This is a refurbishment disaster story. These stories are shown as examples of how good people can get in financial trouble when hiring a builder. Stravelles main mission is to help these people avoid issues.
In this case, a homeowner (a married couple) hired a builder to install a garden room in their rear garden including producing a drawing and full installation.
It should be straightforward for any householder to purchase the supply and construction or installation of a garden room.
But there are risks that people never really take into account.
How the couple researched their builder is typical.
They got onto their computer or phone, went onto google.com and looked up ‘garden rooms in my area’ , viewed the advertisements and then contacted several companies.
Then they simply selected the quotation from the company they liked the best. The company had a great website, lots of satisfied Clients and seemed to be first rate builders.
As all of the builders who provided quotations insisted on a deposit payment upfront, the couple paid their selected contractor a deposit — they saw this as a normal standard practice.
The builder duly started onsite and took regular payments over the first couple of weeks as per the contract (the couple had signed the builders standard form of contract).
Then, as it can easily do, the works slowly ground to a halt. At first the couple thought nothing of it, that these delays were the normal part of the construction process or the builder was just too busy.
After several weeks of delay the couple got concerned and started to put more pressure on the builder to complete the garden shed. The builder kept in contact and said they had delays with their suppliers and that they would complete as soon as possible.
However, one day the couple were informed by post that the business had gone into administration.
They were left with a basic timber frame structure in their back garden after having paid the builder over £40,000 pounds.
The works that were carried out were valued at perhaps £10,000 so they lost out £30,000 in just one day.
Its important to understand what happened to the garden room installation business.
As per usual, the business had started off well and built a good reputation fast. But then it got too many orders, became too greedy and were suddenly overwhelmed leading to the first danger sign of slow progress onsite.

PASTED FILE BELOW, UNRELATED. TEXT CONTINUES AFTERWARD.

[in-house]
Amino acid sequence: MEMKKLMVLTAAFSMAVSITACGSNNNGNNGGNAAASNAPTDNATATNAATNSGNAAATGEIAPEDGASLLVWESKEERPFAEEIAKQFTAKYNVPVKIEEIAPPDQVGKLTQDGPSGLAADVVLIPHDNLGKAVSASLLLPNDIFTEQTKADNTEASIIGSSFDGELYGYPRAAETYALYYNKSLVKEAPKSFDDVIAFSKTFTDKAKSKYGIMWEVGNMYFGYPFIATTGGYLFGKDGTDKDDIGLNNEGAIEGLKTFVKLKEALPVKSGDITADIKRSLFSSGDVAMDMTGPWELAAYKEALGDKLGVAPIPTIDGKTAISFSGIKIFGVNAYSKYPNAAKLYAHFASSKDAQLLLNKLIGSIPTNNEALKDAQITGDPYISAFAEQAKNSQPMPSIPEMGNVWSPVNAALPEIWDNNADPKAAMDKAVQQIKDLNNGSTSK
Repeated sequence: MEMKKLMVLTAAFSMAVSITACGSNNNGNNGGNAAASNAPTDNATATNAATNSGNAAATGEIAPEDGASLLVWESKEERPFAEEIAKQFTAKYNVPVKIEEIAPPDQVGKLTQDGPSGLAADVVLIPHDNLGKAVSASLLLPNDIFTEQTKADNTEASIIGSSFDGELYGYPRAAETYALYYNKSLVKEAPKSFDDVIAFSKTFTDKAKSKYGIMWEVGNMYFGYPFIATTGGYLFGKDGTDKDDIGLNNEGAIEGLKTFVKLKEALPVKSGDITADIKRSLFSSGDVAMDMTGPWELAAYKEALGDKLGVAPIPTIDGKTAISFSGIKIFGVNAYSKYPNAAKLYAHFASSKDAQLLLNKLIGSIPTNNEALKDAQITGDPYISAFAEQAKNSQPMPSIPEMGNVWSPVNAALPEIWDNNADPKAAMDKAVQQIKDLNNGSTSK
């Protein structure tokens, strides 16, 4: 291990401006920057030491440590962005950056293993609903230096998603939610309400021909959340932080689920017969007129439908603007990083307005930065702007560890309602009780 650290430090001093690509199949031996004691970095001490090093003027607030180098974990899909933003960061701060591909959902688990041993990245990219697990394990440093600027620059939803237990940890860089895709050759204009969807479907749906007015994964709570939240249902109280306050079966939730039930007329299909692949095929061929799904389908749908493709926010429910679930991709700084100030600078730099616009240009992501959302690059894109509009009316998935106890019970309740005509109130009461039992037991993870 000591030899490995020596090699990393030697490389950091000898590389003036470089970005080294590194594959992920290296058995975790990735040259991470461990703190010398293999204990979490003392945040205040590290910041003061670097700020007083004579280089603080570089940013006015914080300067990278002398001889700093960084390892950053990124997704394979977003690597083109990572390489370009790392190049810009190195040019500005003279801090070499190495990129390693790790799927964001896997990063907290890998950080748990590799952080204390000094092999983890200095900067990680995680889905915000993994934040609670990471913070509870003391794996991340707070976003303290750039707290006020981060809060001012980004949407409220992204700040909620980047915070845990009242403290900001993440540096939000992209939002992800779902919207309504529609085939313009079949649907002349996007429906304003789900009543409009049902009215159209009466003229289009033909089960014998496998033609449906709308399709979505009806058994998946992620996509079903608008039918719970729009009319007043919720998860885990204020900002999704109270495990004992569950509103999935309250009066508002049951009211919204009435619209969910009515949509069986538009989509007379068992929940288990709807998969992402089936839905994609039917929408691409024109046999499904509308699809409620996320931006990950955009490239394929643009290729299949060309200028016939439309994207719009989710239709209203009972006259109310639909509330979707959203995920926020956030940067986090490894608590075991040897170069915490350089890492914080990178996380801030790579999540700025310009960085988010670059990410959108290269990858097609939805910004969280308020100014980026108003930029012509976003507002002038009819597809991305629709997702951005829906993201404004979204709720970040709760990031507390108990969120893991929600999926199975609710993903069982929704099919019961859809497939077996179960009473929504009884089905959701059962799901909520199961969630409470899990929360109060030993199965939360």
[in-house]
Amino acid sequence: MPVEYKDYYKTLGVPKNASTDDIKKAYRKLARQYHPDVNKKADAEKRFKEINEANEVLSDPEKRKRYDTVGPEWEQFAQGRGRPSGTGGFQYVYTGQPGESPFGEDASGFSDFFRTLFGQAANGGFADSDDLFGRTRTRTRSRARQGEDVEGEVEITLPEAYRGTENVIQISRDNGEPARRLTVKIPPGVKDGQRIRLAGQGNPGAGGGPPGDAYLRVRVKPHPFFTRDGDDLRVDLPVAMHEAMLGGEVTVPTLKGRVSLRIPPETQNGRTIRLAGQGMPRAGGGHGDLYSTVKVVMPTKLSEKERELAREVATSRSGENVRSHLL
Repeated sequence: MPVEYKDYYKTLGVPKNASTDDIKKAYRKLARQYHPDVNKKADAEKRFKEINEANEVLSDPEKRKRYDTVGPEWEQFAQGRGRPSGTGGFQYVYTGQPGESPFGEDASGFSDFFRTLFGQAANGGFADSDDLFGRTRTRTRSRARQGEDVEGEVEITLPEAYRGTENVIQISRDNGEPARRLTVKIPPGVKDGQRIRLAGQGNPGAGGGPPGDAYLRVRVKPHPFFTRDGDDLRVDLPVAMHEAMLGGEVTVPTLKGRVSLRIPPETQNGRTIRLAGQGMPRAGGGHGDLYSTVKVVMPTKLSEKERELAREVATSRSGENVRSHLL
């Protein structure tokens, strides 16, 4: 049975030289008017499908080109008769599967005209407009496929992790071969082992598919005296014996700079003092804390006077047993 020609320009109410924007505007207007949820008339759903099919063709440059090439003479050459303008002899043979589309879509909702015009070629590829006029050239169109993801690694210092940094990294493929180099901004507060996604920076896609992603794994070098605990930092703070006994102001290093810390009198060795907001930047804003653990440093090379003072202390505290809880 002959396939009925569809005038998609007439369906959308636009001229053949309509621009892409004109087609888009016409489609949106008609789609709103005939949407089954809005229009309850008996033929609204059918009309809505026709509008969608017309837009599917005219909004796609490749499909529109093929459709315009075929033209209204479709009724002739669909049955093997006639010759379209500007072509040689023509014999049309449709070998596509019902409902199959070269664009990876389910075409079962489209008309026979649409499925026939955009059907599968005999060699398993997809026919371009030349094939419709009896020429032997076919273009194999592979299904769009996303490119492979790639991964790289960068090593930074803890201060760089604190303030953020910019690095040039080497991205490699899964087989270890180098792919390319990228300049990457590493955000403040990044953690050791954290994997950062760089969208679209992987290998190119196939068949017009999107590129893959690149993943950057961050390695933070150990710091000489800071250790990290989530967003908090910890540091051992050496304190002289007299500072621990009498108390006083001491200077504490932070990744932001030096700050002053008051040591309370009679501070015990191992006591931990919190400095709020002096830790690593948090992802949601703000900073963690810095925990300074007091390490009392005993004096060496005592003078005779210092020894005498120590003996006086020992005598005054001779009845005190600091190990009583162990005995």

It only takes one project to go wrong, and it suddenly puts the company in a perilous financial position.
A successful business can easily fail and go into administration or liquidation.
For example, if a business is selling garden homes for £50,000 each it might be making say £15,000 profit on each one.
Now what if there is an issue on just one of their projects?
Say for example, a Client is unhappy with their work and is suing them for £25,000.
Or perhaps an employee hurt themselves whilst working for the business and is also suing for £20,000.
And to compound this issue lets say increased costs and competition from rivals mean the business is now making only £5,000 per project.
The company might just decide its better off closing down than fighting for a year or two just to stay in business.
Businesses stop trading all of the time. Its normal and its not personal. Most businesses fail eventually – look at blockbuster videos.
Should a business go into administration whilst on your project you are most likely going to lose any money you have given them.
If you choose a small builder who just has a limited company and a website then there is always the risk they will go out of business.
It is always a risk, even if they have one hundred glowing reviews and completed projects.
So, you have to be careful not to pay them upfront. In larger commercial project there is no advance payment or deposit, the builder tends to get paid for works completed after four weeks and every four weeks thereafter.
But it is almost impossible to find a small builder who is willing to proceed on say an extension project without monies upfront. You may be lucky to find a builder who will proceed without a deposit but most builders will request a deposit/advance payment upfront.
And if you are unlucky to give a deposit to a builder just when they are failing then you might lose it.
This is the risk that every Client needs to be aware of.